Baby food allergies

If your child has a food allergy, the body's immune system mistakes particular foods as harmful. An allergic reaction to food can cause a whole range of symptoms.

About 2 to 5% of children are sensitive to certain foods but many more parents suspect that a food is causing problems for their baby or toddler. The foods that most commonly cause problems are milk, eggs, soya, fish, wheat and peanuts. Many children grow out of their food allergies by 12 months so it is important that their condition is monitored carefully to ensure special diets are not continued for longer than needed.

Baby food allergies - the symptoms

Symptoms of immediate-onset allergy may occur up to one hour after a food has been eaten and include skin itching, rash, vomiting, angioedema (severe swelling caused by fluid gathering beneath the skin's surface) and anaphylaxis (a whole-body allergic reaction that occurs suddenly). Delayed onset reactions are harder to diagnose and may not appear until hours or days after the offending food has been eaten. Possible symptoms include eczema, chronic diarrhoea, colic, tummy ache and slow growth.

Diagnosis

Food challenges are an integral part of diagnosis in order to:

  • Detect a specific food that causes symptoms – a positive result confirms the need to exclude that food from your baby’s diet
  • Prove that a specific food is not responsible – if there are no symptoms then the suspected food does not need to be avoided

Once diagnosed, a food that is causing your baby symptoms should be avoided altogether.  And if you’re breastfeeding you may need to exclude foods from your diet too. However, if you exclude milk and milk products from your diet you should take a calcium supplement to make sure you don’t become deficient.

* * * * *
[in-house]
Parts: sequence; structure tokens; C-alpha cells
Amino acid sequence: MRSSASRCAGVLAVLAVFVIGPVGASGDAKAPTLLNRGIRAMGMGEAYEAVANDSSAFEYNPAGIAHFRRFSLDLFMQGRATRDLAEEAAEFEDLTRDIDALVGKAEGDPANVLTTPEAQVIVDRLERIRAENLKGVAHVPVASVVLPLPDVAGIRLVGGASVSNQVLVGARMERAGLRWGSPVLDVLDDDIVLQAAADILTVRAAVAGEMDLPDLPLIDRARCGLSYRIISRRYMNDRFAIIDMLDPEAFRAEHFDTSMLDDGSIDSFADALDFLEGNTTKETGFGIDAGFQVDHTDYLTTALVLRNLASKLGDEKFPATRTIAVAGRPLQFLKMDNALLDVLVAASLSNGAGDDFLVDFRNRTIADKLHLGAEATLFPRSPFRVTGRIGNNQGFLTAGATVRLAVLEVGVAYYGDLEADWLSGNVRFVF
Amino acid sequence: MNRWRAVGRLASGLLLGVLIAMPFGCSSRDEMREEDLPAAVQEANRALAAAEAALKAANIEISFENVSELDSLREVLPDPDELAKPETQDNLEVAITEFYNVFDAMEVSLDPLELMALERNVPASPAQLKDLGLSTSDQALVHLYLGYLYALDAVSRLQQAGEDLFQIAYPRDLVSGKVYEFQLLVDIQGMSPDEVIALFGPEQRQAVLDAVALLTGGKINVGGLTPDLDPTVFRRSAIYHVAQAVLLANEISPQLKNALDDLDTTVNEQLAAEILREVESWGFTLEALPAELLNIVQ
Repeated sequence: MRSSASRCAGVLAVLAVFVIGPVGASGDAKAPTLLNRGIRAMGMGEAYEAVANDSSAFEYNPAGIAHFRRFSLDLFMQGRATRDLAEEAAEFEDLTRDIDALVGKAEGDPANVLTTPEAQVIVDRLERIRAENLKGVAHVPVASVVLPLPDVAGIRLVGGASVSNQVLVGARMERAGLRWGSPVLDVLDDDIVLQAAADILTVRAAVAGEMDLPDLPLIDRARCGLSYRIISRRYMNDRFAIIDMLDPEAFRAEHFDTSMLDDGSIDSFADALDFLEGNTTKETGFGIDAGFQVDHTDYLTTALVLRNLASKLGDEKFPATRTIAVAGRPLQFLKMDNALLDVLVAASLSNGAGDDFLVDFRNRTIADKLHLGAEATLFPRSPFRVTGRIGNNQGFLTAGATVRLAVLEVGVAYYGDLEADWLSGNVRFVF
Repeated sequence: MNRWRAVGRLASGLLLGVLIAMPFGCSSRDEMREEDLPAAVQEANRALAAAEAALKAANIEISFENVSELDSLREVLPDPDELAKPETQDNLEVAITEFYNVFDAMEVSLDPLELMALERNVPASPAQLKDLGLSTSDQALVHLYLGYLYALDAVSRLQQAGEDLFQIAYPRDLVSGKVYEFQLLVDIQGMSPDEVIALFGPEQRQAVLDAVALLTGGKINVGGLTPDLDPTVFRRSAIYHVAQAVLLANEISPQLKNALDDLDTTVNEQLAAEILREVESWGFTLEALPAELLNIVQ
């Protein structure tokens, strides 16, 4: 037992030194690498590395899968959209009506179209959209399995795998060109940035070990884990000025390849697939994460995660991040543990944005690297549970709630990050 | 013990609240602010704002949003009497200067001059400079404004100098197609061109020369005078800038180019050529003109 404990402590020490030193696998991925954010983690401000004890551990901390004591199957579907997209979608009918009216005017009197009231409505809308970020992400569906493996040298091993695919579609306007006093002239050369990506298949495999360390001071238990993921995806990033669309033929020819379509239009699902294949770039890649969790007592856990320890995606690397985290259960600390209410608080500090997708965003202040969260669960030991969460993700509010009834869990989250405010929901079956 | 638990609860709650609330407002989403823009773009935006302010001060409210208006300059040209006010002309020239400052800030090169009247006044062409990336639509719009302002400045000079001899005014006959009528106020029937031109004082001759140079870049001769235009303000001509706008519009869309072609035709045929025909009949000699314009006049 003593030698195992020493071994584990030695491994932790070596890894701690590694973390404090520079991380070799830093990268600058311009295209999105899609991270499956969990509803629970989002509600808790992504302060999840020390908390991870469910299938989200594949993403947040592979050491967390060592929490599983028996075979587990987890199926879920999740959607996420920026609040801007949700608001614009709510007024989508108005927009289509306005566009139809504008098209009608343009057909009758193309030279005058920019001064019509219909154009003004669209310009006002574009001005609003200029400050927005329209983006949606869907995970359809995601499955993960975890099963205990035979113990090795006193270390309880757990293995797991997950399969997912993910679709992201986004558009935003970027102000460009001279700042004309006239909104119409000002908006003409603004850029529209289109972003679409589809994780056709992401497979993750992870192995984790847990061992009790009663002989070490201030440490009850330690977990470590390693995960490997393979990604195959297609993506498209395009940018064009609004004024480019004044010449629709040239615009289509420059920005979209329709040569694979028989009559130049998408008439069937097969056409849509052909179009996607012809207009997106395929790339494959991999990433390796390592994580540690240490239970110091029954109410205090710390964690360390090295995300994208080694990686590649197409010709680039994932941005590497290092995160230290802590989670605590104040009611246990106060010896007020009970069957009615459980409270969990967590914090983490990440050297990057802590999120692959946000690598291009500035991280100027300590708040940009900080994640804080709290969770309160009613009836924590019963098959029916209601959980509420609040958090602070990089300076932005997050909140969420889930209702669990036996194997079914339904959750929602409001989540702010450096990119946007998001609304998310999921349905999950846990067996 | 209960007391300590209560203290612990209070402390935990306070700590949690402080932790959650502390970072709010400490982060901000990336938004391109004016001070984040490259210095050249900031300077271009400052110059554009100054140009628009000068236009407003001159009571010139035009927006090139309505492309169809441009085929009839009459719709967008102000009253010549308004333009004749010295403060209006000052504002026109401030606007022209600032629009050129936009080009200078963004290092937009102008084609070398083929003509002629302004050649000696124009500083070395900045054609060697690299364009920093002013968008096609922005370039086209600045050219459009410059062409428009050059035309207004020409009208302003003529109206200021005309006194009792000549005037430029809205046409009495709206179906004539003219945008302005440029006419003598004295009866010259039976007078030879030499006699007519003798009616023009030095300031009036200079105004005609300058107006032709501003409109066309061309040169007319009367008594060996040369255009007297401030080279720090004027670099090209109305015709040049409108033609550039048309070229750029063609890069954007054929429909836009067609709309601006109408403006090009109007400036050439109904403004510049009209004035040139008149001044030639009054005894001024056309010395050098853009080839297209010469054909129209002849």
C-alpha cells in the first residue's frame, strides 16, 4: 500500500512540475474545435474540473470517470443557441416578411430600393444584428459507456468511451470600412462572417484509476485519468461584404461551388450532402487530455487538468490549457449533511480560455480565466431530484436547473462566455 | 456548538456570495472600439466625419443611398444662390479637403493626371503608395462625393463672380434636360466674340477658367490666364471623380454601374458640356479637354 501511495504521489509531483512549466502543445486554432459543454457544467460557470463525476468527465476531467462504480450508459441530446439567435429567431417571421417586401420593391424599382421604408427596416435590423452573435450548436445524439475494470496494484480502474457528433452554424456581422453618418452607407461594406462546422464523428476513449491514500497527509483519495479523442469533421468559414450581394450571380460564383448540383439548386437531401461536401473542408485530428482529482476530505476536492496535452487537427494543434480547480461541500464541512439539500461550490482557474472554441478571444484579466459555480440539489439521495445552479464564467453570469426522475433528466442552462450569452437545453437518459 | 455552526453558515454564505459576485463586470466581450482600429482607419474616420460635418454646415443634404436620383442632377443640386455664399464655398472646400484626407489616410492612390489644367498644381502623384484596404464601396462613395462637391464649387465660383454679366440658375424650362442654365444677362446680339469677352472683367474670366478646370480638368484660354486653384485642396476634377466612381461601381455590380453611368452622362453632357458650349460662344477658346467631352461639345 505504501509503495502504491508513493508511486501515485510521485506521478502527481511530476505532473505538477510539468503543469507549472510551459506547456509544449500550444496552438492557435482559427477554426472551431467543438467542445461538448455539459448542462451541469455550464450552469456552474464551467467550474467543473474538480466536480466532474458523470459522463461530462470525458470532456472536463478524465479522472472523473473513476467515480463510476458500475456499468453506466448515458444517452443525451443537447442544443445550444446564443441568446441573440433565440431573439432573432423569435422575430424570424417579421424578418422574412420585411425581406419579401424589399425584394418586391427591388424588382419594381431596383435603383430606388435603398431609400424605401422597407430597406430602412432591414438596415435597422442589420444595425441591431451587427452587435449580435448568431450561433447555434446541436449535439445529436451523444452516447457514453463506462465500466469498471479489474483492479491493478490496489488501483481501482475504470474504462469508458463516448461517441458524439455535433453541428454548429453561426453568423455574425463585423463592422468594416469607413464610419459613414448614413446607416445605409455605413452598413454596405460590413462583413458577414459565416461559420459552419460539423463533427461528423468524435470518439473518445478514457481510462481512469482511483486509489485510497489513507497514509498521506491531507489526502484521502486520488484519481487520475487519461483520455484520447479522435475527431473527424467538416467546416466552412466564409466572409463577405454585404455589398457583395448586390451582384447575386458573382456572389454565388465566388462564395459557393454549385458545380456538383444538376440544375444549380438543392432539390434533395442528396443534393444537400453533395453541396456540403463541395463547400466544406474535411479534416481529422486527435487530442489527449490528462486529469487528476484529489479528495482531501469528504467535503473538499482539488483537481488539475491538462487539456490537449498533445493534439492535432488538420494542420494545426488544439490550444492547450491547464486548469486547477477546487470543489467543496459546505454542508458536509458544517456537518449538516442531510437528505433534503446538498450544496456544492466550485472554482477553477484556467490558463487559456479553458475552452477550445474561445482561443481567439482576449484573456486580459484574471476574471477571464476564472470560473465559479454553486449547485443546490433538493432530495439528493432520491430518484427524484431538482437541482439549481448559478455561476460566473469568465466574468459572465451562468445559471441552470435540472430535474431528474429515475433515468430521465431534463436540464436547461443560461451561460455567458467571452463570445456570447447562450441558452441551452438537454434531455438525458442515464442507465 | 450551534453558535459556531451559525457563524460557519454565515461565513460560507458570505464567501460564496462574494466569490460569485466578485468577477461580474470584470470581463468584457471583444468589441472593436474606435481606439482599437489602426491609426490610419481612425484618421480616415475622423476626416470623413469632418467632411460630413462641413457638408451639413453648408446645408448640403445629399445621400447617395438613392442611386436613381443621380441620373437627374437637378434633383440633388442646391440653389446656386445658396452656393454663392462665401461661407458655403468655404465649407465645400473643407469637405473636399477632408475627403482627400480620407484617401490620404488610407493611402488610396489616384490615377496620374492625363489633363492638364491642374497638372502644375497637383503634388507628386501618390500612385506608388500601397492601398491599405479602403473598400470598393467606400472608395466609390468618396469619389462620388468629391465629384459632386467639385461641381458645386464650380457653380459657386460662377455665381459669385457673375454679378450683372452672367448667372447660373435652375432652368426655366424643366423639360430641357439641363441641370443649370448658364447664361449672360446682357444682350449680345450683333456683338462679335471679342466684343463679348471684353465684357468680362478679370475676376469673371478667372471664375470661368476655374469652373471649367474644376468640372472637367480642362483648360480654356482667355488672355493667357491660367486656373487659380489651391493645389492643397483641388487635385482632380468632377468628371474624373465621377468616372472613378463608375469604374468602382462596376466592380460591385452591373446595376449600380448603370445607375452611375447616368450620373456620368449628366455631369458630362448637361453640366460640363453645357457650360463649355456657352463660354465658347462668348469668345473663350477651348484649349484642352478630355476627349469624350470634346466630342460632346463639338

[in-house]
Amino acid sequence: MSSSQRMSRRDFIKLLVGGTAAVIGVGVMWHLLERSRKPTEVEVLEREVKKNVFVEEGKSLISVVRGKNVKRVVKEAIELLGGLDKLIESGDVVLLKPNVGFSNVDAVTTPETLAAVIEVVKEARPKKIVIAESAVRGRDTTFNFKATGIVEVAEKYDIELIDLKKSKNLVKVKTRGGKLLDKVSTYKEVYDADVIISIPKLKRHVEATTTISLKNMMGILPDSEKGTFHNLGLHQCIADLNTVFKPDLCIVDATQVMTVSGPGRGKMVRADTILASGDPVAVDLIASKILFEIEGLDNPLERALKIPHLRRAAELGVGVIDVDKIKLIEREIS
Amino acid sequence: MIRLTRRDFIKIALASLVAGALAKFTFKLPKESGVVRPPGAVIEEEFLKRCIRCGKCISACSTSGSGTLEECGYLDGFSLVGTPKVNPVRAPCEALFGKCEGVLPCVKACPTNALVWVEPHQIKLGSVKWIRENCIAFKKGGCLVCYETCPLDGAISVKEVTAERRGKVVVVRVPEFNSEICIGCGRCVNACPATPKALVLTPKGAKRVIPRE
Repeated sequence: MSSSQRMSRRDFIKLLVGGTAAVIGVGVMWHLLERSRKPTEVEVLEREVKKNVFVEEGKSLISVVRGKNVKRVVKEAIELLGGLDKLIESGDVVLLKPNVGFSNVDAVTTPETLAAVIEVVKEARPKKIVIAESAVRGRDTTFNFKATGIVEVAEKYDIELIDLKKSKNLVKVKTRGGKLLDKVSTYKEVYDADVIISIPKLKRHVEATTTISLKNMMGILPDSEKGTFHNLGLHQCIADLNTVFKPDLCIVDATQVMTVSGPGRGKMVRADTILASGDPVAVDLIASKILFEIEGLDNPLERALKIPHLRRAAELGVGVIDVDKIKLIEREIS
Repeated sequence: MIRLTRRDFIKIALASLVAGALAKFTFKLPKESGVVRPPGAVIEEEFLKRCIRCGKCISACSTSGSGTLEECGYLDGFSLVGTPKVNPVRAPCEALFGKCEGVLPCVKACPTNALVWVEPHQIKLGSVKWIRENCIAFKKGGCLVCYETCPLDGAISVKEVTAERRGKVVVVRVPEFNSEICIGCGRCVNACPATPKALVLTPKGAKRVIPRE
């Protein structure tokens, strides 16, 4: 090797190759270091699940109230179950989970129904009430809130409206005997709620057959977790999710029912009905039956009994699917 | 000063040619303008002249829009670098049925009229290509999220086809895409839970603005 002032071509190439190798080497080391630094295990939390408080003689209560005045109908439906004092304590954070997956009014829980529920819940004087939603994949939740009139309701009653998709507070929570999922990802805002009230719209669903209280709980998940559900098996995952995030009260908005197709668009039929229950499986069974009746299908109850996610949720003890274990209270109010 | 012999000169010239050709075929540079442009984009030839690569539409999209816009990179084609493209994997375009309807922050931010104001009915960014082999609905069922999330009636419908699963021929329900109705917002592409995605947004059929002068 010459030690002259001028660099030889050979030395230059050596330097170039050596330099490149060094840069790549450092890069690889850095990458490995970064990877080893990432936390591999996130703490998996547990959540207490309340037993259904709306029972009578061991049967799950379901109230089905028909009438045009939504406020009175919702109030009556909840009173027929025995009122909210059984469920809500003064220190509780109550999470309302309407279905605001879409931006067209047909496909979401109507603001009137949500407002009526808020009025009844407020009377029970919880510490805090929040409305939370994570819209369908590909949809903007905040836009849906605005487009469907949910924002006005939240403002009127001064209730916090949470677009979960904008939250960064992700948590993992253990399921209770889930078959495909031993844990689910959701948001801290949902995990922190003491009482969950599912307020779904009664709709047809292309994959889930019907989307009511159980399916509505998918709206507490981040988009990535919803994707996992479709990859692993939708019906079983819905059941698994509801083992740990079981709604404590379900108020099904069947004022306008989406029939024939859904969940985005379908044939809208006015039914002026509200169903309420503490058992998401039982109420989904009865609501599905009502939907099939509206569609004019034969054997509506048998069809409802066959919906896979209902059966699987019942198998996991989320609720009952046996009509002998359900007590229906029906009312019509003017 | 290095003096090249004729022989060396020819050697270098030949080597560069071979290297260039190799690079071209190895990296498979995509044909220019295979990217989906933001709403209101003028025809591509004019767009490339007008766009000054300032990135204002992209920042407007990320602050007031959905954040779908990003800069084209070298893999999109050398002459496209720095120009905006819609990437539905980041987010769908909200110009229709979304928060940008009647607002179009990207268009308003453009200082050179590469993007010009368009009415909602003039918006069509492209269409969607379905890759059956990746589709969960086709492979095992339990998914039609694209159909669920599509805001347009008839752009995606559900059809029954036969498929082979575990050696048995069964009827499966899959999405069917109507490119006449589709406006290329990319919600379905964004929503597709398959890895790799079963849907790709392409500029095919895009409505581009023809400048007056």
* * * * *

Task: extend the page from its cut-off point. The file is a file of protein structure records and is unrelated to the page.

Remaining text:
Advice from a registered dietician is recommended to ensure your child’s milk and weaning food intake continues to provide all the necessary nutrients for growth and development.

Excluding cows' milk protein

‘”Extensively hydrolysed infant formulas’”, as they are known, are formulas where the milk protein has been broken down into much smaller pieces. This allows your baby to have plenty of protein in their diet, but the smaller pieces will no longer cause an allergic response.

These milks have an unusual taste and young babies accept them quite readily, but older babies might find the taste less acceptable.

Other milks

  • Amino acid infant formula – if an improvement in symptoms is not seen you could try this formula
  • Soya formula – these are not recommended for babies under six months as they may cause hormonal problems
  • Calcium enriched soya milk – ideal to try if your baby is over a year old
  • Oat or almond milk – when these milks are used, dieticians recommend you also give your baby a vitamin and mineral supplement, as these milks cannot be directly substituted for cows’ milk
  • Rice milk  – this milk is no longer recommended for children under five as  some have been found to contain small amounts of arsenic.

Please be aware that the information given in these articles is only intended as general advice and should in no way be taken as a substitute for professional medical advice. If you or your family or your child is suffering from symptoms or conditions which are severe or persistent or you need specific medical advice, please seek professional medical assistance. Philips AVENT cannot be held responsible for any damages that result from the use of the information provided on this website.

Related products

Related advice

Milk Allergies

Milk Allergies

Baby colic - what you need to know

Baby colic - what you need to know

Advice for Bottle feeding

Advice for Bottle feeding

Starting solids

Starting solids